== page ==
self-flagellation


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self-flagellation

(sĕlf′flăj′ə-lā′shən)
n.
1. The act of severely criticizing oneself.
2. The act of punishing oneself.
References in periodicals archive ?
This episode follows several pilgrims who, guided by the Catholic faith, relive the Passion of Jesus Christ by practicing various types of public self-flagellation.
His statement about the issue was a case of involuntary self-flagellation.
While we are at it, instead of indulging in meaningless public self-flagellation, Clr Khan and his colleagues could also take a pay cut.
The most illuminating moments came when the national juries' displayed sometimes blatant displays of regional favouritism and occasional self-flagellation.
The six track debut mini-album opens with the David Fordand sounding self-flagellation of A Supposedly Fun Thing I'll Never Do Again, which is as morose and beautiful as the title suggests.
And with an international break upon us, a defeat at Upton Park would have led to a fortnight of unimaginable suffering and self-flagellation among Evertonians.
Some descendants of these New Christians in this region formed Catholic brotherhoods or Penitentes, who still engage in out- dated rituals including self-flagellation.
For any Labour party member to exert even the merest whiff of confidence is to risk being accused of losing touch with reality but indulge in the self-flagellation option and the election is already lost.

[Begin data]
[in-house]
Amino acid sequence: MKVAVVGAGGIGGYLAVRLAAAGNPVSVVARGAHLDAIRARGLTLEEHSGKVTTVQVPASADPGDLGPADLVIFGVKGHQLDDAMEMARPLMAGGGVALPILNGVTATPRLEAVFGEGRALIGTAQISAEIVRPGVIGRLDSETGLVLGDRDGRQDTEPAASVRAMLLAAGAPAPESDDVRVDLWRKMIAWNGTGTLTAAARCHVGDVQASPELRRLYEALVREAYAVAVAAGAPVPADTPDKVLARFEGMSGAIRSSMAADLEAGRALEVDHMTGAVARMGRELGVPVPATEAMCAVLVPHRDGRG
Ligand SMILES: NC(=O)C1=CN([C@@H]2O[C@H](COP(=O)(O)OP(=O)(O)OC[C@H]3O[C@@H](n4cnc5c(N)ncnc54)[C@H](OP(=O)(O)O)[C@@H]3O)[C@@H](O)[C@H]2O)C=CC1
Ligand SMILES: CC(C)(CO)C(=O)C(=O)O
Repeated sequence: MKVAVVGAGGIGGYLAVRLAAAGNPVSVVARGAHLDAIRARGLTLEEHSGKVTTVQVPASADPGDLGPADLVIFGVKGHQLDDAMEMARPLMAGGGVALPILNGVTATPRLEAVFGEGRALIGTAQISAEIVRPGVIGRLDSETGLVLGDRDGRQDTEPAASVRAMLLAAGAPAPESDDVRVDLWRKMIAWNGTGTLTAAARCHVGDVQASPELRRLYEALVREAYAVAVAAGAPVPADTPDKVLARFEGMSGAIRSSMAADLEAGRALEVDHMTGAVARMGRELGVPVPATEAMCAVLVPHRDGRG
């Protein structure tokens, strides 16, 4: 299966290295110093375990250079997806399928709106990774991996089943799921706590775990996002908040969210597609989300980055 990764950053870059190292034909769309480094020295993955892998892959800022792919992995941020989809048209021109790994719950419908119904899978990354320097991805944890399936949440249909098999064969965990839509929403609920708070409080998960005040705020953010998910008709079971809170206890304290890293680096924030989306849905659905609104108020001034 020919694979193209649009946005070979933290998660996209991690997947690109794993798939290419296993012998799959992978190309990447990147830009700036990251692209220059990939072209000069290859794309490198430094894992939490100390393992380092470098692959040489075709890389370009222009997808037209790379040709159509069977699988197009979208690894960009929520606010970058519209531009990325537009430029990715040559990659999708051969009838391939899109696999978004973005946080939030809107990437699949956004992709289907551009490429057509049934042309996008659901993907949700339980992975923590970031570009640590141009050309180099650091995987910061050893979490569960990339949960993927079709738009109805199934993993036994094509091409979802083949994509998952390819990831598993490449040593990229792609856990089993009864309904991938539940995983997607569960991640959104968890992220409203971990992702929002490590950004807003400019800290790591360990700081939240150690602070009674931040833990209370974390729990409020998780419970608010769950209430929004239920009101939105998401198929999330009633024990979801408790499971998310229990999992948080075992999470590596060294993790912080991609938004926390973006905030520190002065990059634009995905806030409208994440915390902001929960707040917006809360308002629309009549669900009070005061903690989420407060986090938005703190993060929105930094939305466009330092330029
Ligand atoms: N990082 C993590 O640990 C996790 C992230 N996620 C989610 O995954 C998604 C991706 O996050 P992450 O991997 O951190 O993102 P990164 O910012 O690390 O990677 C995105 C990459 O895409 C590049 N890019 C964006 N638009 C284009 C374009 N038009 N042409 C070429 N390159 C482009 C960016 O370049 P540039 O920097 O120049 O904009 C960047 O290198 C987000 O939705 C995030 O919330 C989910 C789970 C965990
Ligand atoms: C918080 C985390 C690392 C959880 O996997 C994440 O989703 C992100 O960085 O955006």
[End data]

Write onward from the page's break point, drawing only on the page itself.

For all his flamboyant self-flagellation, Shawn isnAAEt as brutally straightforward when it comes to personal economicsAuhe evades the brass tacks of budgets even as he sermonizes on higher principles.
Swarming crowds in Karbala on Tuesday joined sombre processions in which men and even some boys, accompanied by drummers, beat their chests and engaged in the devotional self-flagellation that characterises the Ashura rituals.
As this piece is being written, America's quadrennial self-flagellation over choosing a new president is underway, and by the time it arrives in your mailbox, a new president will have been elected.
With the bombast of self-congratulation or the sanctimony of self-flagellation, both politically easy options, many communities with large universities have become frozen in place, rendering themselves only slightly more relevant than those victims of hubris.